Whistler has a plethora of incredibly beautiful hiking trails. If you haven’t caught the bug yet, hiking is a fantastic way to explore the wilderness of B.C, get a decent workout, and of course to get dat fresh new insta pic. As summer arrives, the snow around the Sea to Sky Corridor melts away to reveal a world class outdoor playground for mountain bikers, hikers, and climbers alike. From the towering peak of Mount Currie to the mellow stroll to Whistler’s Train Wreck, there are trails for all abilities.
Whistler and its surrounding area is an outdoor lover's paradise. Living here means we’re not afraid to go adventuring in less-than-perfect conditions. However, it is critical to remember that Whistler is wilderness, and those entering the mountains must respect the weather, the rugged terrain, and especially the wildlife. Traveling in the backcountry comes with responsibilities, and when leaving the resort it is our job to be environmental stewards, protecting both the land we recreate on and the wildlife who truly call it "home". Learn more on what to and especially, what not to do when using Whistler's hiking trails with our Hiking 101.
This is a guide to help you get the best out of your hiking experience, and to respect it so that others may enjoy it after you. If you follow these guidelines and enter the wilderness as a responsible hiker, people are more likely to invite you to their lesser-known-super-secret hiking destinations. Also, just be a good person, y'know?
TOP TIPS FOR STAYING SAFE IN THE WILDERNESS
Be prepared. This is perhaps the most important thing to consider. Recognize your ability and understand the risks with all trails. Are you prepared for injuries, delays, changes in weather? Have you told someone where you are going, and when to expect you back? Do you have Search and Rescue's phone number? Have you looked at recent trail conditions? Check out local reports, maps, and a resource such as AllTrails to make sure your route is currently safe. AdventureSmart is a good resource to consult to see if you have The Essentials for hiking in the backcountry.
Be Bear Aware! Whistler has a high population of bears, and our behaviour directly affects their survival. Bear/human conflicts usually end up in a bear being killed, which is often totally avoidable. Here are some steps you can take to reduce human/wildlife interaction:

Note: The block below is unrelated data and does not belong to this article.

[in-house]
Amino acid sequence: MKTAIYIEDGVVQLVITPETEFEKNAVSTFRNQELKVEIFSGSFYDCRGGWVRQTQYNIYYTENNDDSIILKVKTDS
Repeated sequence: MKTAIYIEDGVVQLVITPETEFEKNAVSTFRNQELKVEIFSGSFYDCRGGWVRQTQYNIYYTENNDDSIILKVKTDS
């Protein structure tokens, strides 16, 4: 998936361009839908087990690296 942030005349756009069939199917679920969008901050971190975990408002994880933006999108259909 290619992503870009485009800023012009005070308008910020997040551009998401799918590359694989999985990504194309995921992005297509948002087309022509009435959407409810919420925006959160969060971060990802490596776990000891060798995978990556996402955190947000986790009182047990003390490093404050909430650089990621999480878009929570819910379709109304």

- Carry bear spray and know how to use it. Bear spray may also help if you run into a cougar (mountain lion), which happens.
- Make noise on the trail to avoid surprising a bear. Call, sing, clap or talk loudly especially near streams and in areas of low visibility. Look out for bears and their scat (poop), and if you come across it consider changing your route and be vigilant.
--Stay together. Hike in groups and don’t let children wander. Larger groups (4 or more) are less likely to have a negative bear encounter.
- Bears can smell REAL good - keep ALL food, garbage, dirty campstoves, toiletries (including facewipes, toothpaste etc) and any other smelly items locked away in a metal bear-proof container provided in the park, your car or hung from a tree away from your campsite.
-Campsites should be free of all attractants whenever you are not present - this means when you go for a hike, a walk to the beach, bathroom, or are otherwise absent from the immediate area.
- Dispose of grey water (water used to wash dishes) in designated areas, away from your camp site.
-Travel during daylight hours. Bears are most active at dawn and dusk.
-When camping, use bear-safe food storage lockers. If there are none available, hang food by a rope system or from a tree branch in an area inaccessible to bears (at least 4 meters off the ground and 3 meters from the nearest tree).
- If you encounter a bear, stay calm. Talk in a low, calm voice as you don't want to surprise it, but you want to make it aware you are there. Back up slowly, never turn your back or run - running can trigger an attack. Do not stare - direct staring can be seen as a challenge. Give it space, make sure you are not between the bear and it's cubs or a potential food source. If it begins to walk towards you, use your bear spray. EVERY group should carry bear spray and know how to use it if you are travelling through bear country.
- If you want to learn more about bears and how your behaviour affects them, check out our Bears page.